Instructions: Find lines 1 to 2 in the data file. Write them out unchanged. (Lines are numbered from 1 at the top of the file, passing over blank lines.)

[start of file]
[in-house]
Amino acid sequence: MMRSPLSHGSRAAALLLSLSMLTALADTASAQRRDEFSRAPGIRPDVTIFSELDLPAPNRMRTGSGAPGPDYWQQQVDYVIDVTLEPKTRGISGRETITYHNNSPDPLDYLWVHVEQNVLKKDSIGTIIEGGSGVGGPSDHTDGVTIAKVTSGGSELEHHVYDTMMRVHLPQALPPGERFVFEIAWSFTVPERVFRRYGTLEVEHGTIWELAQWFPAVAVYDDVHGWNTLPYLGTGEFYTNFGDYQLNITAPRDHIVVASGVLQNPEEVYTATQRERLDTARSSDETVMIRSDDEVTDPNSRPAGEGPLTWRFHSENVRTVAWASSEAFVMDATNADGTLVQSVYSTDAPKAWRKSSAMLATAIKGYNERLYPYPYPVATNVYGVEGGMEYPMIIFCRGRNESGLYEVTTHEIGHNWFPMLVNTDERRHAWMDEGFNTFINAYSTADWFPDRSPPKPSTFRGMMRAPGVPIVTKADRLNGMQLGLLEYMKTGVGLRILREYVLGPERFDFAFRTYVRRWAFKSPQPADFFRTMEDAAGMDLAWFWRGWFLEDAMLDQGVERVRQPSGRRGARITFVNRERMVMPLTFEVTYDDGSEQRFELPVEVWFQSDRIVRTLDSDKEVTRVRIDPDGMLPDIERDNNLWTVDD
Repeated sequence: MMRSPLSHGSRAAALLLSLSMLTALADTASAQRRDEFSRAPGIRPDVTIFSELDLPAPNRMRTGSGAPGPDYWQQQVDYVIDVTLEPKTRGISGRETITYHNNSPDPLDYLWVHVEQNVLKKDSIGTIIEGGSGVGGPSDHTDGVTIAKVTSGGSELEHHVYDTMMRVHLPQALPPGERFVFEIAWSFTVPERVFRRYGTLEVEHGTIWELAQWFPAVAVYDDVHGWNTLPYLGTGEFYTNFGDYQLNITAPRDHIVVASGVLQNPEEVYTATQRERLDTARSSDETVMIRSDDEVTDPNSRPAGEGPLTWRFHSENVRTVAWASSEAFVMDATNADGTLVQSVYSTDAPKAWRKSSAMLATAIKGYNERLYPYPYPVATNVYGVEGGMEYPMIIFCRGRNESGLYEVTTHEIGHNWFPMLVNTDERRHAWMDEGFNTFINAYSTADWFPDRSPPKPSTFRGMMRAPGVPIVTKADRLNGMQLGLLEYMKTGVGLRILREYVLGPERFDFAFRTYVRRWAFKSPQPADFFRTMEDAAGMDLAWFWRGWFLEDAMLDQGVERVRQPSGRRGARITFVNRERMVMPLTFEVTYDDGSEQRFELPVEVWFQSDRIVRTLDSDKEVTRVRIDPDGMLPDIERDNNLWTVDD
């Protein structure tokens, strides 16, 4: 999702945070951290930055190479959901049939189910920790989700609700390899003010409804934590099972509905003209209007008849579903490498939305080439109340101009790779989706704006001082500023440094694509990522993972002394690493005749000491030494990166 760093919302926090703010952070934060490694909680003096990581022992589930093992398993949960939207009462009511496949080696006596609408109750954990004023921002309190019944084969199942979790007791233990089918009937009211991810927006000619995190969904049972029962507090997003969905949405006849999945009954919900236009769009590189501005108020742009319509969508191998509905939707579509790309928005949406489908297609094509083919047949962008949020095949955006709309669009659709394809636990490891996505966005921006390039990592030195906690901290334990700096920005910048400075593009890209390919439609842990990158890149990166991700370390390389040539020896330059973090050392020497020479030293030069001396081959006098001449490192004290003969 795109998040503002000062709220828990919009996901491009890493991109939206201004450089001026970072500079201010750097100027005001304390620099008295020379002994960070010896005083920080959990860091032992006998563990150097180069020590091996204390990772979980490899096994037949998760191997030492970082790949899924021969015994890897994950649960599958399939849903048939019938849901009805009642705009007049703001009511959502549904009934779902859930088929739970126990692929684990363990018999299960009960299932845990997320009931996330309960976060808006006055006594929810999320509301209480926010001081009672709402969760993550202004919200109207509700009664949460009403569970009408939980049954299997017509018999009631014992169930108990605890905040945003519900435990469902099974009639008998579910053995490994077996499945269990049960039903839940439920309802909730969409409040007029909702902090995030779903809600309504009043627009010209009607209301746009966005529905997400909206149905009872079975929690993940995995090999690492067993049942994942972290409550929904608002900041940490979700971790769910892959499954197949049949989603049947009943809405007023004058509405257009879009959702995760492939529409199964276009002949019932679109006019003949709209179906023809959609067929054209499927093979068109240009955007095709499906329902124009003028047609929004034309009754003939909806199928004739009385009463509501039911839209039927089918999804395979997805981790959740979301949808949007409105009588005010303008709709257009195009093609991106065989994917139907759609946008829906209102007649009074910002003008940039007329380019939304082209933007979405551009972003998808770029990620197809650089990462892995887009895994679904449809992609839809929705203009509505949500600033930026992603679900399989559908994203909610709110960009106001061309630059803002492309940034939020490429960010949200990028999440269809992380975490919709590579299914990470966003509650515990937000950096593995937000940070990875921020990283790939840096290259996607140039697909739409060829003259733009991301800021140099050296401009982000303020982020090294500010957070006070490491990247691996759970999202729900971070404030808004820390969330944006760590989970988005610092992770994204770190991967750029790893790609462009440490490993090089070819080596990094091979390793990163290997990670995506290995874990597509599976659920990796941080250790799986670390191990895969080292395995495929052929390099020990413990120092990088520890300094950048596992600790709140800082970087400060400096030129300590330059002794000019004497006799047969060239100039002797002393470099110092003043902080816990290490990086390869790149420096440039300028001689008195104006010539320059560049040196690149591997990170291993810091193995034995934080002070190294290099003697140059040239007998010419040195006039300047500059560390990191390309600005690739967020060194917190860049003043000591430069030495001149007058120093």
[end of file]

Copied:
[in-house]
Amino acid sequence: MMRSPLSHGSRAAALLLSLSMLTALADTASAQRRDEFSRAPGIRPDVTIFSELDLPAPNRMRTGSGAPGPDYWQQQVDYVIDVTLEPKTRGISGRETITYHNNSPDPLDYLWVHVEQNVLKKDSIGTIIEGGSGVGGPSDHTDGVTIAKVTSGGSELEHHVYDTMMRVHLPQALPPGERFVFEIAWSFTVPERVFRRYGTLEVEHGTIWELAQWFPAVAVYDDVHGWNTLPYLGTGEFYTNFGDYQLNITAPRDHIVVASGVLQNPEEVYTATQRERLDTARSSDETVMIRSDDEVTDPNSRPAGEGPLTWRFHSENVRTVAWASSEAFVMDATNADGTLVQSVYSTDAPKAWRKSSAMLATAIKGYNERLYPYPYPVATNVYGVEGGMEYPMIIFCRGRNESGLYEVTTHEIGHNWFPMLVNTDERRHAWMDEGFNTFINAYSTADWFPDRSPPKPSTFRGMMRAPGVPIVTKADRLNGMQLGLLEYMKTGVGLRILREYVLGPERFDFAFRTYVRRWAFKSPQPADFFRTMEDAAGMDLAWFWRGWFLEDAMLDQGVERVRQPSGRRGARITFVNRERMVMPLTFEVTYDDGSEQRFELPVEVWFQSDRIVRTLDSDKEVTRVRIDPDGMLPDIERDNNLWTVDD